Diminished risk of kidney failure in diabetes patients with SGLT2 inhibitors

The increased prevalence of type 2 diabetes mellitus (T2DM) may cause an increase in chronic kidney disease burden.1 Sodium-glucose cotransporter 2 (SGLT2) inhibitors are used to lower blood glucose levels in patients with T2DM, and have been suggested to improve renal outcomes. The CREDENCE trial, a randomized, double-blind and placebo-controlled trial, reported a decrease in relative risk of kidney failure, as well as a lower risk of cardiovascular events in patients with T2DM and kidney disease receiving canagliflozin, an SGLT2 inhibitor.2 Based on the results of this landmark trial, a new indication for canagliflozin is being sought.3 The results were presented at the World Congress of Nephrology (WCN) 2918, an International Society of Nephrology (ISN) event that was held in Melbourne, Australia, and the study simultaneously published in The New England Journal of Medicine.2,4

Accompanying the growing prevalence of T2DM worldwide is an increase in end-stage kidney disease, due to the impact of hyperglycemia and hypertension on kidney hemodynamics.1 In Hong Kong, the number of cases of renal replacement therapy due to diabetes mellitus has increased from 26.2% in 1996 to 49.6% in 2013.5 SGLT2 inhibitors were developed to lower blood glucose levels in patients with T2DM, and exploratory analyses have suggested that SGLT inhibition may improve renal outcomes.2 The CREDENCE trial was designed to assess the effects of the SGLT2 inhibitor, canagliflozin, on the renal outcomes in patients with T2DM and albuminuric chronic kidney disease.2

The CREDENCE trial was a randomized, double-blind, placebo-controlled, and multicentre clinical trial conducted in 4,401 patients aged 30 years or older with T2DM, a glycated haemoglobin level between 6.5% and 12%, albuminuria, and an estimated glomerular filtration rate (eGFR) of 30 to <90mL/min/1.73m2.2 Patients were randomly assigned to receive canagliflozin 100mg or matching placebo added to renin-angiotensin-aldosterone blockade, and the primary outcome of the study was a composite of end stage kidney disease (ESKD), doubling of serum creatinine level from baseline, or death from renal or cardiovascular disease.2 The trial was stopped earlier than planned after meeting prespecified efficacy endpoints.2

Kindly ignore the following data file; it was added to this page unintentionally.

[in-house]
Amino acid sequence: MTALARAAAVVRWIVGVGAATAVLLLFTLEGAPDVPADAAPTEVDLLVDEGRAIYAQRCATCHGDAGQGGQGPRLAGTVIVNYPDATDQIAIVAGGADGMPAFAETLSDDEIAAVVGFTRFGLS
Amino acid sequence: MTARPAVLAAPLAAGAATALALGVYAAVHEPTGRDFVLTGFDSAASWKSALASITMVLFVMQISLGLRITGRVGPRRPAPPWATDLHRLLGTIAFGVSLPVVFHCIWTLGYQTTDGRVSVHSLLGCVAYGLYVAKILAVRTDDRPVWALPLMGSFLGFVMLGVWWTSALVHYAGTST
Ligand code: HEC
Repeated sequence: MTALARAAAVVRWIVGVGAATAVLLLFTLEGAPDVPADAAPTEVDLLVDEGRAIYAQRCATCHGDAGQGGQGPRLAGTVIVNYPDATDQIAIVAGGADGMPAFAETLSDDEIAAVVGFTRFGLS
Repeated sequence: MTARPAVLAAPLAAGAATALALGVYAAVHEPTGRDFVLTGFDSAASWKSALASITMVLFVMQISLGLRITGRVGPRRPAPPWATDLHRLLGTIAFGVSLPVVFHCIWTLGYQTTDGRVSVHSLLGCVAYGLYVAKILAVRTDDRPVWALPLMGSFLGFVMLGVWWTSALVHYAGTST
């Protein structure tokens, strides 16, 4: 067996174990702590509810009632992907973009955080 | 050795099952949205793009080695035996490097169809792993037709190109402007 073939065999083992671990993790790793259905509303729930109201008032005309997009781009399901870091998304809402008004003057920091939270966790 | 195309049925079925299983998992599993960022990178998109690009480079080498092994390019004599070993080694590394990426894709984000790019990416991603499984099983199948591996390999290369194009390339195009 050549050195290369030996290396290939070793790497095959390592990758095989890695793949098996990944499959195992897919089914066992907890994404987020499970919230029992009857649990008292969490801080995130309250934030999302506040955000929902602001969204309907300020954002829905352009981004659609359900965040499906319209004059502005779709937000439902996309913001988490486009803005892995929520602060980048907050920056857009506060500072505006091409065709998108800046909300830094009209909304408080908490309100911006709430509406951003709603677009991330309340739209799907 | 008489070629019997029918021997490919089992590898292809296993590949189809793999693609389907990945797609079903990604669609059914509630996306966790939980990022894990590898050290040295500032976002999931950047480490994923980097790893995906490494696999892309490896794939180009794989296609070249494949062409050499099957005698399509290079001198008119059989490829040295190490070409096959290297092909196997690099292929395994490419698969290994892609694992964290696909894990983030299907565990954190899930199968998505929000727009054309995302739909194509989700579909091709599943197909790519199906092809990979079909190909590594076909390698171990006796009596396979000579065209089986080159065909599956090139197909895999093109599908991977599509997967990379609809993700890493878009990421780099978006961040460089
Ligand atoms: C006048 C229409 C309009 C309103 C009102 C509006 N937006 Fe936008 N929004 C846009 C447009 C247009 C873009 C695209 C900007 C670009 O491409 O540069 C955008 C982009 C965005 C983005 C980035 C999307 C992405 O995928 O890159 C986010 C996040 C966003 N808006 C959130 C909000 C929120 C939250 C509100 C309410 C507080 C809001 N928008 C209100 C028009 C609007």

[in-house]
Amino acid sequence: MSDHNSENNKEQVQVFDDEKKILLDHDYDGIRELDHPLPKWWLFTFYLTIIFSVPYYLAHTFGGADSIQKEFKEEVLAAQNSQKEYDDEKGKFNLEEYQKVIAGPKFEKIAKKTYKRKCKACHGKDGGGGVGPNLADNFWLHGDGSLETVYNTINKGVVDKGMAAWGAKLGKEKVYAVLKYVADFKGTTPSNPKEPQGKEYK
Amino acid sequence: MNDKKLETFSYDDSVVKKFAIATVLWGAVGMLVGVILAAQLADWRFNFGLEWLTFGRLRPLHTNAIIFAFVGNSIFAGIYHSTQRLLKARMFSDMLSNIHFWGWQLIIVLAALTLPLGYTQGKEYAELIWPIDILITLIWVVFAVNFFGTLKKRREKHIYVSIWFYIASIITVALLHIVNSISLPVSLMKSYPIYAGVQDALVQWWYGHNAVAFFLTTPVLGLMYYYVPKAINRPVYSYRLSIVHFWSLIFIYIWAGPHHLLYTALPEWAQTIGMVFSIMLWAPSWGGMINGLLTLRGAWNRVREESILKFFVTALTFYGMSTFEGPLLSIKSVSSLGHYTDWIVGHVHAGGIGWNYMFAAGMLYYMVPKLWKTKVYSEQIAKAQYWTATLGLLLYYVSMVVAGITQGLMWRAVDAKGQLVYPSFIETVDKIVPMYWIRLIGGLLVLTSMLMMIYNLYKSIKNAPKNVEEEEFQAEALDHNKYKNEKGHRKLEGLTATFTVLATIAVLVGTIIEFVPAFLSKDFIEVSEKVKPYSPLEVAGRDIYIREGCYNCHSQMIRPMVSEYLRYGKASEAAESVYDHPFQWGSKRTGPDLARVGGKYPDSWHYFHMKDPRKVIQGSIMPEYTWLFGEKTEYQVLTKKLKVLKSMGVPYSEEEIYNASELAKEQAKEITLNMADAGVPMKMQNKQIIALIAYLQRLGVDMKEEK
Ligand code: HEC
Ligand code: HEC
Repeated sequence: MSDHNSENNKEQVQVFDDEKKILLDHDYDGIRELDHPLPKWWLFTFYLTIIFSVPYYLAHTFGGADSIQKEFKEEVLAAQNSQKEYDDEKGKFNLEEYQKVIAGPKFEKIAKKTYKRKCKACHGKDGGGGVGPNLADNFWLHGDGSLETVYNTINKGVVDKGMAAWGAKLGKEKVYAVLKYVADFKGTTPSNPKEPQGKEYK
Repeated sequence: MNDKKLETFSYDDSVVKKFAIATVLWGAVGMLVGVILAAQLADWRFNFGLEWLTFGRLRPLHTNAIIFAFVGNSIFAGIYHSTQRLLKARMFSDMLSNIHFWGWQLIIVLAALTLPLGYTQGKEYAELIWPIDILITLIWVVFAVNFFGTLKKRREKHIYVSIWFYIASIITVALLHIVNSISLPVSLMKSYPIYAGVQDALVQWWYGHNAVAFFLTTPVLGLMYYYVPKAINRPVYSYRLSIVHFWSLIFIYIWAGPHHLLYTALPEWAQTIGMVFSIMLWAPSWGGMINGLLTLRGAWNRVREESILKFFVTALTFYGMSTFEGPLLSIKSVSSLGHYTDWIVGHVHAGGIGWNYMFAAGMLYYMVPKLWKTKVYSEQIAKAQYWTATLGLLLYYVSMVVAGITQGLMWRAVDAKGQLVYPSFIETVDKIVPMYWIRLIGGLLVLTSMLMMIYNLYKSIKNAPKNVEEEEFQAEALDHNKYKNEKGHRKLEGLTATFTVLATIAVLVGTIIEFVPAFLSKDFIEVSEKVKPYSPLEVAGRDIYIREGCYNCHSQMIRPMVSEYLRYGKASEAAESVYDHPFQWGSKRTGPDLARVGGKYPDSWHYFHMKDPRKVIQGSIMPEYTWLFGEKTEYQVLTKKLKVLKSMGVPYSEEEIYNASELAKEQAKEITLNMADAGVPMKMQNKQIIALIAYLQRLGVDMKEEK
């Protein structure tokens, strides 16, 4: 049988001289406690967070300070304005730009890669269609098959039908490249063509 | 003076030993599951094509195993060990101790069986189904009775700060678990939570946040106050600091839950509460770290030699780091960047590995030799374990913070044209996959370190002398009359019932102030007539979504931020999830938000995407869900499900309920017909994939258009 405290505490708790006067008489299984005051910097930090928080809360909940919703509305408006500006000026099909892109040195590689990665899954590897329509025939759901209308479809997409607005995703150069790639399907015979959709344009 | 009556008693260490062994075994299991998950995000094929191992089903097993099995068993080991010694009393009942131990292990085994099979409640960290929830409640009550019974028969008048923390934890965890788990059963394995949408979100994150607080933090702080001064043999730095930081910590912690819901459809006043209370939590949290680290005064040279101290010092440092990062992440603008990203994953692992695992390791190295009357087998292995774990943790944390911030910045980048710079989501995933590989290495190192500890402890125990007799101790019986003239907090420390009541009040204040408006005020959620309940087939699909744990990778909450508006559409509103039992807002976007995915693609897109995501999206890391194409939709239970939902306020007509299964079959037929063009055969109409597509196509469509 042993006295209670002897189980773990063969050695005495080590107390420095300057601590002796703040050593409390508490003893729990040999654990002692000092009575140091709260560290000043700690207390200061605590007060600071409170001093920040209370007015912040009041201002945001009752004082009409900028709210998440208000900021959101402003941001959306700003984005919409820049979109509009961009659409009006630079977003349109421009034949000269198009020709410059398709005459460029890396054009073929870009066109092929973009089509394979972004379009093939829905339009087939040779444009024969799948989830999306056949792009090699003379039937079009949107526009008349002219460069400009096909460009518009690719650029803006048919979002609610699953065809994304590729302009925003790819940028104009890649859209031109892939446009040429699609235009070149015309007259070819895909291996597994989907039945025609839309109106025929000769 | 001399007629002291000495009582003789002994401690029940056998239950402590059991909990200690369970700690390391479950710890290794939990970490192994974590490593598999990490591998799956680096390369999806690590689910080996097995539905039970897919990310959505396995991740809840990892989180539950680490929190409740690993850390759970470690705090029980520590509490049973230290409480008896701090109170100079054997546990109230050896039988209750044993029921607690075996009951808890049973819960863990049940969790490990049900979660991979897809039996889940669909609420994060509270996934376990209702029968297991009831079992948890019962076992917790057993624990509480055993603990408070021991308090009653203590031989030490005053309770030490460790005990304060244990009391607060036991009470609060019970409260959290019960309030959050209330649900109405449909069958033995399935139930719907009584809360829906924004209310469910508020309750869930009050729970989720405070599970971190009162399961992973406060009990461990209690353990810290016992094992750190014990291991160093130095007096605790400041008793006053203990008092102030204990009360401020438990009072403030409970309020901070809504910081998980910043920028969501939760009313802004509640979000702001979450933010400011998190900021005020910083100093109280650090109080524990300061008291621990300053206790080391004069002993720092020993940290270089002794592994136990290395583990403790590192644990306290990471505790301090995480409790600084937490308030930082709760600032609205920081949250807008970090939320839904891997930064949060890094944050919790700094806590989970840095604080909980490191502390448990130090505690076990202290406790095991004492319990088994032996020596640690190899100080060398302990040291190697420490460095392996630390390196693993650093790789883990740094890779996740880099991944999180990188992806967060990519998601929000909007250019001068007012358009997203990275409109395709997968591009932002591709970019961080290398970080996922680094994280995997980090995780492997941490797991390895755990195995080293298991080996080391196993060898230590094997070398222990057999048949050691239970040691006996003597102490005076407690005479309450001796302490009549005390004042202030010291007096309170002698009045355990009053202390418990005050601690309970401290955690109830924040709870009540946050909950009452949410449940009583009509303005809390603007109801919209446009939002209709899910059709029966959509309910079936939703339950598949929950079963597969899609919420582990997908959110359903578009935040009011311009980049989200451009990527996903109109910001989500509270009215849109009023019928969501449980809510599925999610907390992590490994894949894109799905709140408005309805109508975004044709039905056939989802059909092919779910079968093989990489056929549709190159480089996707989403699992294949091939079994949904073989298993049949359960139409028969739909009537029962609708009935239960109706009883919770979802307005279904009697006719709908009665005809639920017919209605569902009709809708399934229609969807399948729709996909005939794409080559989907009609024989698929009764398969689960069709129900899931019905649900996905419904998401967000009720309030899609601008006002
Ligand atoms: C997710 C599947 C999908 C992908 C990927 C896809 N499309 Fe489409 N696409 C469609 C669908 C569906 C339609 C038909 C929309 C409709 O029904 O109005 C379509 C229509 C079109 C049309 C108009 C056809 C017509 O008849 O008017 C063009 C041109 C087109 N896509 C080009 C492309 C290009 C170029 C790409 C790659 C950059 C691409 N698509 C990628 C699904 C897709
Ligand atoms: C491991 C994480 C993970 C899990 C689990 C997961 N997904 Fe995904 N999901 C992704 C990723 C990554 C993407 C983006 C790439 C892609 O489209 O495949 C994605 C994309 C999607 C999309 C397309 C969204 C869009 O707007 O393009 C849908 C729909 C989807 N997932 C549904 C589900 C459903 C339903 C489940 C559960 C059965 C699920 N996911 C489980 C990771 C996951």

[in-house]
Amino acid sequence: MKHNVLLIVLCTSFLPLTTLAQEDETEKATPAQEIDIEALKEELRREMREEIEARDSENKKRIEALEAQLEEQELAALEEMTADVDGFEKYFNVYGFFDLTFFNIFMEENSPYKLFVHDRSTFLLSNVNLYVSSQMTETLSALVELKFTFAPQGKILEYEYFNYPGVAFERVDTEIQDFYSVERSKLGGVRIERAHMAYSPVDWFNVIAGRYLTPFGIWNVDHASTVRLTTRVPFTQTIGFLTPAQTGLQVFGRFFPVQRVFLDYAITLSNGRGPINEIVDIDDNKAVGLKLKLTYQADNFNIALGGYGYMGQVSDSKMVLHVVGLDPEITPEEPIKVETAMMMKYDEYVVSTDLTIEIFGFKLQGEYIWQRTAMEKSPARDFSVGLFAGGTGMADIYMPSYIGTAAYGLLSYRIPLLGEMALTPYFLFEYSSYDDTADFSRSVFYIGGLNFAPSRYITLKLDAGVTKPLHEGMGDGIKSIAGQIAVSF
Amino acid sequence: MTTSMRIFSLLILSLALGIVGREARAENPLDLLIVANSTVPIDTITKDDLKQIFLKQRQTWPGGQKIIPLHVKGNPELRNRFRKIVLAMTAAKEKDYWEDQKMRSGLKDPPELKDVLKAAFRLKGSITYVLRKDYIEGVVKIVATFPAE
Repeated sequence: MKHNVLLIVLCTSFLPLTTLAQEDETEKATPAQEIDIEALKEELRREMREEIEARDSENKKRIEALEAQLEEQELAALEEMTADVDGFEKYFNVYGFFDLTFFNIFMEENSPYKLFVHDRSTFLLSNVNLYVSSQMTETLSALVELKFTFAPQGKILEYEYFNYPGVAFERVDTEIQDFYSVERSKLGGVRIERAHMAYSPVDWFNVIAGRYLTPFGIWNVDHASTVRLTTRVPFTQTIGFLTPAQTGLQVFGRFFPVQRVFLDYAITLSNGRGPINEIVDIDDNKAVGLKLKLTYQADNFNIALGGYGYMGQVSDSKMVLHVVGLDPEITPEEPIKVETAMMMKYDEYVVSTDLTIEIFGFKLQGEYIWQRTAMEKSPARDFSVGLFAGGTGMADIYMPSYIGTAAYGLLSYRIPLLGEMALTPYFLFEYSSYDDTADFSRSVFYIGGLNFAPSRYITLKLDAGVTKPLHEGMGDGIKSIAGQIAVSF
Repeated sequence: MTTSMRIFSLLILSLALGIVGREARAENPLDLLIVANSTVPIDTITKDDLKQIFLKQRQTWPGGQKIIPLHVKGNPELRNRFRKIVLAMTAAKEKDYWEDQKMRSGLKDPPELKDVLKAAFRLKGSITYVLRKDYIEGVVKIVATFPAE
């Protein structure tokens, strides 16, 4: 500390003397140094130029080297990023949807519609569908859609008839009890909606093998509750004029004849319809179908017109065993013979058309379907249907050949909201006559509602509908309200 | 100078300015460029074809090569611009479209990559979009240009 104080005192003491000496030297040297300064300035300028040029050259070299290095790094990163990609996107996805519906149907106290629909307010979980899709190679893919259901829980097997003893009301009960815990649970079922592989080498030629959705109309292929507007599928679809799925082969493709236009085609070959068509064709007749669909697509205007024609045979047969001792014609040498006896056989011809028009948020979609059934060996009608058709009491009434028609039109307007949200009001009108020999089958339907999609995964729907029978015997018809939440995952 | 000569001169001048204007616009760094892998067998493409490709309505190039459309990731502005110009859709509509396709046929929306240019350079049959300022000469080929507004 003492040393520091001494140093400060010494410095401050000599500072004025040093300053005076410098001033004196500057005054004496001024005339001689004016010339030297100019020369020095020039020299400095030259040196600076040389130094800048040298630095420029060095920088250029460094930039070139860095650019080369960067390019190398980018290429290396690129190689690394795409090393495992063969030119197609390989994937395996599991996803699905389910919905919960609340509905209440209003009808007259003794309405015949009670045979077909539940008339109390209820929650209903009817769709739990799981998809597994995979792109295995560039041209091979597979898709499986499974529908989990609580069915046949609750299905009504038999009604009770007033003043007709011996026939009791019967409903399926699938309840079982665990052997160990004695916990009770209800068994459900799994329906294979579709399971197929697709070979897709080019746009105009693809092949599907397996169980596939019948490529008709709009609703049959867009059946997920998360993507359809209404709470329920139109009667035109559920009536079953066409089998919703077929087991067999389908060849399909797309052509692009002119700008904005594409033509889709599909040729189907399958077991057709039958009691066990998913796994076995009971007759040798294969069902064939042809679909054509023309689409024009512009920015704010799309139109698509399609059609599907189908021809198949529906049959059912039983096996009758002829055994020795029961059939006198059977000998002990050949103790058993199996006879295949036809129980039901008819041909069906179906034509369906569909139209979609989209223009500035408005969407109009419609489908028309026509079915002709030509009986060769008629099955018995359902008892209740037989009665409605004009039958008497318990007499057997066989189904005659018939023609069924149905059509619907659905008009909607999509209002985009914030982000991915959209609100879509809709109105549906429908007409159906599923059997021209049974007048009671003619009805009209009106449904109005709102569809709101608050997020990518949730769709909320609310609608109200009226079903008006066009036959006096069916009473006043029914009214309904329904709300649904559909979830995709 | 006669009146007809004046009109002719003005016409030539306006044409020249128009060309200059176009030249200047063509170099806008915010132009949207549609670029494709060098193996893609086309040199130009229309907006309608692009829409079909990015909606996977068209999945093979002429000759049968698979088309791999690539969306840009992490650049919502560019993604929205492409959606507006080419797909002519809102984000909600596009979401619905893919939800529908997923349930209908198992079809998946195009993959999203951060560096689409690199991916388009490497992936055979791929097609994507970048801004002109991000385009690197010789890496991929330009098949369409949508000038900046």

Canagliflozin was found to reduce the risk of the primary outcome by 30% (HR=0.70; 95% CI: 0.59-0.82; p=0.00001).2 These effects were consistent over subgroups of patients stratified according to screening eGFR and baseline albuminuria.2 Canagliflozin was also shown to reduce the risk of cardiovascular death or hospitalization for heart failure by 31% (HR=0.69; 95% CI: 0.57-0.93; p<0.001).2 These results indicate that canagliflozin could be an effective renoprotective and cardioprotective treatment option for patients with T2DM and chronic kidney disease.2

Currently, the only renoprotective medications approved for the treatment of T2DM are ACE inhibitors and angiotensin-receptor blockers, highlighting the clinical significance of these results.2,6 The CREDENCE trial population included patients at high risk of kidney failure, in contrast to other completed cardiovascular outcome trials of SGLT2 inhibitors.2 The trial population was also at high risk for cardiovascular outcomes, with cardiovascular death, myocardial infarction, stroke, or hospitalization for heart failure occurring in 13.8% of the population over a median time of 2.62 years of follow-up.2 “Many still end up progressing, having cardiovascular events, or dying from complications of kidney failure, but we now have a proven treatment to help patients with diabetes and kidney disease lead perhaps an even longer life”, said Vlado Perkovic, the lead study investigator, about the results.4

Canagliflozin was approved for the treatment of T2DM by the US Food and Drug Administration (FDA) and European Medicines Agency in 2013.7,8 The indication was expanded in 2018 to include patients with established cardiovascular disease.9 Janssen has recently submitted a supplemental New Drug Application to the US FDA, seeking a new indication for canagliflozin for the treatment of patients with chronic kidney disease and T2DM on the basis of the positive results seen in the CREDENCE trial.3

  1. Alicic RZ, Rooney MT, Tuttle KR. Diabetic Kidney Disease. Clin J Am Soc Nephrol. 2017;12(12):2032-45.
  2. Perkovic V, Jardine MJ, Neal B, et al. Canagliflozin and Renal Outcomes in Type 2 Diabetes and Nephropathy. New England Journal of Medicine. 2019;0(0):null.
  3. Janssen Submits Supplemental New Drug Application to U.S. FDA for INVOKANA® (canagliflozin) for the Treatment of Chronic Kidney Disease in Patients with Type 2 Diabetes. Content Lab - U.S. (Accessed May 22, 2019, at
  4. Diabetes Drug ‘Home Run’ Curtailing Kidney Failure Risk. Medscape (Accessed May 22, 2019, at
  5. Leung CB, Cheung WL, Li PKT. Renal registry in Hong Kong—the first 20 years. Kidney Int Suppl (2011). 2015;5(1):33-8.
  6. Lozano-Maneiro L, Puente-García A. Renin-Angiotensin-Aldosterone System Blockade in Diabetic Nephropathy. Present Evidences. J Clin Med. 2015;4(11):1908-37.
  7. U.S. FDA Approves INVOKANATM (Canagliflozin) for the Treatment of Adults with Type 2 Diabetes. Content Lab - U.S. (Accessed May 22, 2019, at
  8. INVOKANATM (canagliflozin) Approved In The European Union For Treatment Of Adults With Type 2 Diabetes[1]. Content Lab - U.S. (Accessed May 22, 2019, at
  9. U.S. FDA Approves INVOKANA® (canagliflozin) to Reduce the Risk of Heart Attack, Stroke or Cardiovascular Death in Adults with Type 2 Diabetes and Established Cardiovascular Disease. Janssen (Accessed May 22, 2019, at
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